Being the Über Geek that I am, reaching my home server from anywhere in the world is trivial.
I have all the appropriate port-forwarding in place for
vnc, and other miscellaneous ports for various different tasks and programs.
One such program is Plex, a media server that houses, manages and maintains my media collection.
When I want to access the Plex web client from teh internetz, I can simply type my home IP, port and path into any browser from anywhere in the world, login and Boom-Wow-Kapow™, I am in.
While this process is great and easy for me as a
software-engineer, my wife, who is
!software-engineer should be able to watch Plex as easily as I can.
She shouldn’t have to figure out the IP address of our home machine, remember which port to use or remember the relative path of the server.
She should be able to enter a simple url, such as
http://home.coneybeare.me to get to Plex, so let’s figure out how to do that.
The first step is to make it easy for her to reach the home machine.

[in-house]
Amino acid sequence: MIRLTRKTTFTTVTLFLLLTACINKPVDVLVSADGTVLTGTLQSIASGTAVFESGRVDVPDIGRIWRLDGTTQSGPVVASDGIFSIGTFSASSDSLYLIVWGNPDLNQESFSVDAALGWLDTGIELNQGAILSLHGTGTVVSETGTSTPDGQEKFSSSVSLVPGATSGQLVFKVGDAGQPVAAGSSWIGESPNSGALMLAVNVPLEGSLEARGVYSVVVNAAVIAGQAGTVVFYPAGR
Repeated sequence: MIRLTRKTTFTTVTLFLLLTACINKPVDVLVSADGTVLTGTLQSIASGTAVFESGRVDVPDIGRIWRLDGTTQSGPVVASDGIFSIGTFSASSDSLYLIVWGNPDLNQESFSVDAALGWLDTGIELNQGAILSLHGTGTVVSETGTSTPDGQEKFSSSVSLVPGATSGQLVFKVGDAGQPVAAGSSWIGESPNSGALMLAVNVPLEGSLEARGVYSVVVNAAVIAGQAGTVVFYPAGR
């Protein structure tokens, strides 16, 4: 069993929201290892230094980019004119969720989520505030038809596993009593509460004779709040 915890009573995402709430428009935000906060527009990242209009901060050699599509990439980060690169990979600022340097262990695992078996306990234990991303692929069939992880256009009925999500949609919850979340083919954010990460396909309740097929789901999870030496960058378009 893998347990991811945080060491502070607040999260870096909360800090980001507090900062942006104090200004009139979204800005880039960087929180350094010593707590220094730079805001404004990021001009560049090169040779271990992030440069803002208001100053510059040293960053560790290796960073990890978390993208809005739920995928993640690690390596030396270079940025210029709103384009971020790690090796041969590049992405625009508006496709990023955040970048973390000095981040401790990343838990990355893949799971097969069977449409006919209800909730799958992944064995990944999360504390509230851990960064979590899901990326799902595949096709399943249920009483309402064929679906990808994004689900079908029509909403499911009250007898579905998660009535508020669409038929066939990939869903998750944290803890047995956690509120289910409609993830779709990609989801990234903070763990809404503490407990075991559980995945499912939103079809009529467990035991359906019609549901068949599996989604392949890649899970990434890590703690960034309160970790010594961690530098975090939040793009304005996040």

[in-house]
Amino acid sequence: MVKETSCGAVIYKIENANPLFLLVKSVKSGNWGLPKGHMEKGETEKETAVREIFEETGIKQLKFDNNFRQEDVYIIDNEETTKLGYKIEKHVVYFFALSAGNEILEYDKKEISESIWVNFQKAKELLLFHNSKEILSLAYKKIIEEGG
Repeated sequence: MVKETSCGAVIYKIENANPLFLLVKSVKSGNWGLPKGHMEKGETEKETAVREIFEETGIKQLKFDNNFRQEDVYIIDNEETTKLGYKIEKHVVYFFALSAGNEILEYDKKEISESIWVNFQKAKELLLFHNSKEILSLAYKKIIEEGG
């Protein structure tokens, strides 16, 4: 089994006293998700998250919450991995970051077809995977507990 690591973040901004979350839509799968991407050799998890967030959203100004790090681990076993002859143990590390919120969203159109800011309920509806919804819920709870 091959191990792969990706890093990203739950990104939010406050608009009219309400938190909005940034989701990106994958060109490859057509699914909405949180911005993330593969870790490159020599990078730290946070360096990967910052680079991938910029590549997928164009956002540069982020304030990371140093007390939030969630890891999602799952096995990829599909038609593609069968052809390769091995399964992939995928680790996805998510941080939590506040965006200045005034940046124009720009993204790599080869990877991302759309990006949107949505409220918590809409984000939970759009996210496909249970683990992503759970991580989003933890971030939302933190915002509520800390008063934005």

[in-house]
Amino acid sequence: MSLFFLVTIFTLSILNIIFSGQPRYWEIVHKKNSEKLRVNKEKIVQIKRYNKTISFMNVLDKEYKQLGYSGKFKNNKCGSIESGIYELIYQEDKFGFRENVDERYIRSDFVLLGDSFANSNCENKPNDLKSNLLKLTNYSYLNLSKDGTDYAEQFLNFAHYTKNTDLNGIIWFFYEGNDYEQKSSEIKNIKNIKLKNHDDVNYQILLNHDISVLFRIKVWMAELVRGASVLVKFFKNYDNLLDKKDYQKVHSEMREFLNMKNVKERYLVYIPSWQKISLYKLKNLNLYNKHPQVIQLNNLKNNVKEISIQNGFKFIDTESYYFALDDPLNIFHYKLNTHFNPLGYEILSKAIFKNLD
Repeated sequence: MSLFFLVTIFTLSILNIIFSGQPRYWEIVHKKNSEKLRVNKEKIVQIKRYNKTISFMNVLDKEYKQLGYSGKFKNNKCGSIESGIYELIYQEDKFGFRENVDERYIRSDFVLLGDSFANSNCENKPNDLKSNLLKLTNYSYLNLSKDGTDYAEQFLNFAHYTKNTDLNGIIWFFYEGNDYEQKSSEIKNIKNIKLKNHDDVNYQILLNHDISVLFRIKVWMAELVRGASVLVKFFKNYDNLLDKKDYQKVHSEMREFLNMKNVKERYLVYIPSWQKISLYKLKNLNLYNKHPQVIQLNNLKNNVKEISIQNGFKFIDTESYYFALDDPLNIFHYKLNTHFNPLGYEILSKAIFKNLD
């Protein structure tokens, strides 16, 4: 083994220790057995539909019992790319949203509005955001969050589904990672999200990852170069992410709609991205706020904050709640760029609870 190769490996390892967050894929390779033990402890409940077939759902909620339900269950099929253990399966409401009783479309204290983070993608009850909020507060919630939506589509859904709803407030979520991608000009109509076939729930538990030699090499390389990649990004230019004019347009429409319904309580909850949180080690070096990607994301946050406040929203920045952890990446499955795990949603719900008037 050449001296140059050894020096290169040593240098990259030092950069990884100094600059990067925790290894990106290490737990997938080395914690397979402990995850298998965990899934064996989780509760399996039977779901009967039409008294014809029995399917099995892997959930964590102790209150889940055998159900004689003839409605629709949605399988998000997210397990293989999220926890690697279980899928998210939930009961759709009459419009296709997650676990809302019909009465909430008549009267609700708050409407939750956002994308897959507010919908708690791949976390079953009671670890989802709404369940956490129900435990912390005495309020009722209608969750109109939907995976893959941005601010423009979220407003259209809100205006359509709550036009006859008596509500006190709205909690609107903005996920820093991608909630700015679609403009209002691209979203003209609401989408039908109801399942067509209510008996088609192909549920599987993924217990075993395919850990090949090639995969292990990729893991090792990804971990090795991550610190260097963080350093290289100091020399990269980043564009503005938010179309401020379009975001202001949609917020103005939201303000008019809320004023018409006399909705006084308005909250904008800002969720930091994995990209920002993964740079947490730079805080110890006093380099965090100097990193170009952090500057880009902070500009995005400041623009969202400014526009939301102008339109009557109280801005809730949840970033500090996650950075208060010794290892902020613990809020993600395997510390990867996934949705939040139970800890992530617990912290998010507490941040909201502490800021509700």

This one is easy as there is an entire infrastructure older than I am to match easy-to-remember names to hard-to-remember computer IP addresses: DNS.
First, I added a
home subdomain to one of my existing domain names.
Then, I use a service called DynDNS to keep this subdomain up-to-date with my home’s external IP address.
I could have written a script to do this for me, but I already had DynDNS setup for other reasons.
Now we are looking good:
The next step is to get rid of that pesky port.
To accomplish this, instead of having my router forward port
32400 to the server, I set it up to forward port
80 is the default
http port, so omitting a port in the url is the same as using port
I wasn’t using the server to host any other webpages, so hijacking the whole system to serve Plex was fine for me.